CHICAGO – More than 100 people marched through Little Village Sunday to mark the anniversary of a botched factory demolition that sent a cloud of dust over the Southwest Side neighborhood, creating serious concerns over air pollution.
On Sunday, Little Village residents said they feel as if their neighborhood is an environmental “dumping ground” after a bungled smokestack implosion at the now-defunct Crawford Coal Plant blanketed the neighborhood.
Sunday’s protest was to remind the city that problems still linger.
“It was a year ago today when a cloud of dark smoke covered years of contamination, corruption, neglect and putting money over people engulfed the Southwest Side,” said activist Oscar Sanchez.
Kimberly Wasserman of the Little Village Environmental Justice Organization says the community voiced their concerns with city officials for two years. The city approved the demolition to start development on a new Target logistics warehouse, however.
“There was a huge cloud just covering the entire neighborhood,” said Little Village resident Maria Quinones. It was dark and they knew something was wrong,”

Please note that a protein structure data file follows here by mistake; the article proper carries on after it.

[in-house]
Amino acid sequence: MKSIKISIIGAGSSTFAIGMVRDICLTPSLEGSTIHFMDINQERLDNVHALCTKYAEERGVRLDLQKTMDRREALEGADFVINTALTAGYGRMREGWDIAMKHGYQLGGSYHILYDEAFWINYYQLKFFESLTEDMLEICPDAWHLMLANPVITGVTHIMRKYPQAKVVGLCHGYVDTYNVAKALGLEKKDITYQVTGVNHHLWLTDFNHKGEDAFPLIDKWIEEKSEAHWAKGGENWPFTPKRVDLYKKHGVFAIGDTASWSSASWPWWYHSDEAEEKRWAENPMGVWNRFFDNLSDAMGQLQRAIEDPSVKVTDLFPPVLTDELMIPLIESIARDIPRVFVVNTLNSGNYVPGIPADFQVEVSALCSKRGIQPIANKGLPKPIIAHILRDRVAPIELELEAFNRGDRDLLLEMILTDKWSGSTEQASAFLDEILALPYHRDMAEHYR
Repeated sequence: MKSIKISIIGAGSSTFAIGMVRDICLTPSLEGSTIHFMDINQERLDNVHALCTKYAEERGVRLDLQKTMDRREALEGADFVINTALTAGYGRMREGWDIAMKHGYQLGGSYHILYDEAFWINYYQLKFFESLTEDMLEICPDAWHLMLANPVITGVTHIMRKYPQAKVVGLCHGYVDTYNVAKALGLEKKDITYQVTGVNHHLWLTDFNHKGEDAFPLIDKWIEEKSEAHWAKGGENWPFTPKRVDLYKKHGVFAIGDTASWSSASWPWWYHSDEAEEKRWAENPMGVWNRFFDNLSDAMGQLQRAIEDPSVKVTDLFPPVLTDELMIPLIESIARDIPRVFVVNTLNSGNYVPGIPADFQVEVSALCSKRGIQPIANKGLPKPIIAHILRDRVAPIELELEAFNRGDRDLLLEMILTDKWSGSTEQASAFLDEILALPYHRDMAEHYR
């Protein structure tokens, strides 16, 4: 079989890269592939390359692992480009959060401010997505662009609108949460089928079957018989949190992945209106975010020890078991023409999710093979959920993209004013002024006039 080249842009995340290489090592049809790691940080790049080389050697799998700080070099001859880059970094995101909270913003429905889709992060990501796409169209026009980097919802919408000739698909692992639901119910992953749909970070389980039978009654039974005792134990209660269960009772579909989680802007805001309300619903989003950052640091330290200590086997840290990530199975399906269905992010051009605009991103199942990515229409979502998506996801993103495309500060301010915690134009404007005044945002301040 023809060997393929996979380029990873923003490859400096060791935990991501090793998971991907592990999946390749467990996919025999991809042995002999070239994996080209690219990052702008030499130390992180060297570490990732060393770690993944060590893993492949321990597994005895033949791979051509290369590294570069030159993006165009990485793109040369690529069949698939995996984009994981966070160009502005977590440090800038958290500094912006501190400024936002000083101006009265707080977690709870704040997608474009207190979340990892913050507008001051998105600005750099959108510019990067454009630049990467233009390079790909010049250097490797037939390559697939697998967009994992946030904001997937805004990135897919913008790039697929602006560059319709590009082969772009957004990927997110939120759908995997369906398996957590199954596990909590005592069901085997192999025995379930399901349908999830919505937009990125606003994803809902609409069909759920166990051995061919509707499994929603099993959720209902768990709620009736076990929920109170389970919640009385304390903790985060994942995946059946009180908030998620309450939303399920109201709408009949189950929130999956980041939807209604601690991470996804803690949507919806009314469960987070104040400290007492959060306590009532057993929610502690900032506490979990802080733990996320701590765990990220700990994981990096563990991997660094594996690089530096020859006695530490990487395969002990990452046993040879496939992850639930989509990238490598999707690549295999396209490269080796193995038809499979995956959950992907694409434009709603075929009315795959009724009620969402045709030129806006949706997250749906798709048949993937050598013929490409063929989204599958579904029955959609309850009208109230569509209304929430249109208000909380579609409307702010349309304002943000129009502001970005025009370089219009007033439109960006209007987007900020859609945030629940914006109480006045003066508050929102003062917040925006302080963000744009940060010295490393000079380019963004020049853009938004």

Quinones said her parents were sick with COVID-19 and the resulting air pollution made it worse.
“To this day, my parents still find a layer of dust in their furniture and the windowsills, everywhere,” she said.
Citing a health hazard, residents remain outraged that the city allowed the explosion to occur.
Suburban developer Hilco Redevelopment Partners was behind the botched smokestack implosion. After the state of Illinois sued the company, Hilco agreed to pay $370,000 into a fund to support community health. Residents said that act was not enough, however.
Alderman Byron Sigco Lopez of the 25th Ward, says the company must engage residents and work to ensure clean air and water in the area.
“Here in this particular site, the community is also demanding a community benefits agreement, to have not only a say so in the plan but also to be a part of the planning process,” he said.
Marching through Little Village behind a mariachi band, neighbors and activists intended to draw attention to the unequal impact of environmental issues – saying racial and economic inequities magnify problems.
“We are looking to dismantle this administration that doesn’t care about us,” Sanchez said. “That’s allowed this to happen. Any administration that lets this happen and says this was a mistake or miscommunication does not clearly prioritize our lives.”
Wasserman says residents have a simple demand – after a year of holding their breath.
“We just want to breathe.”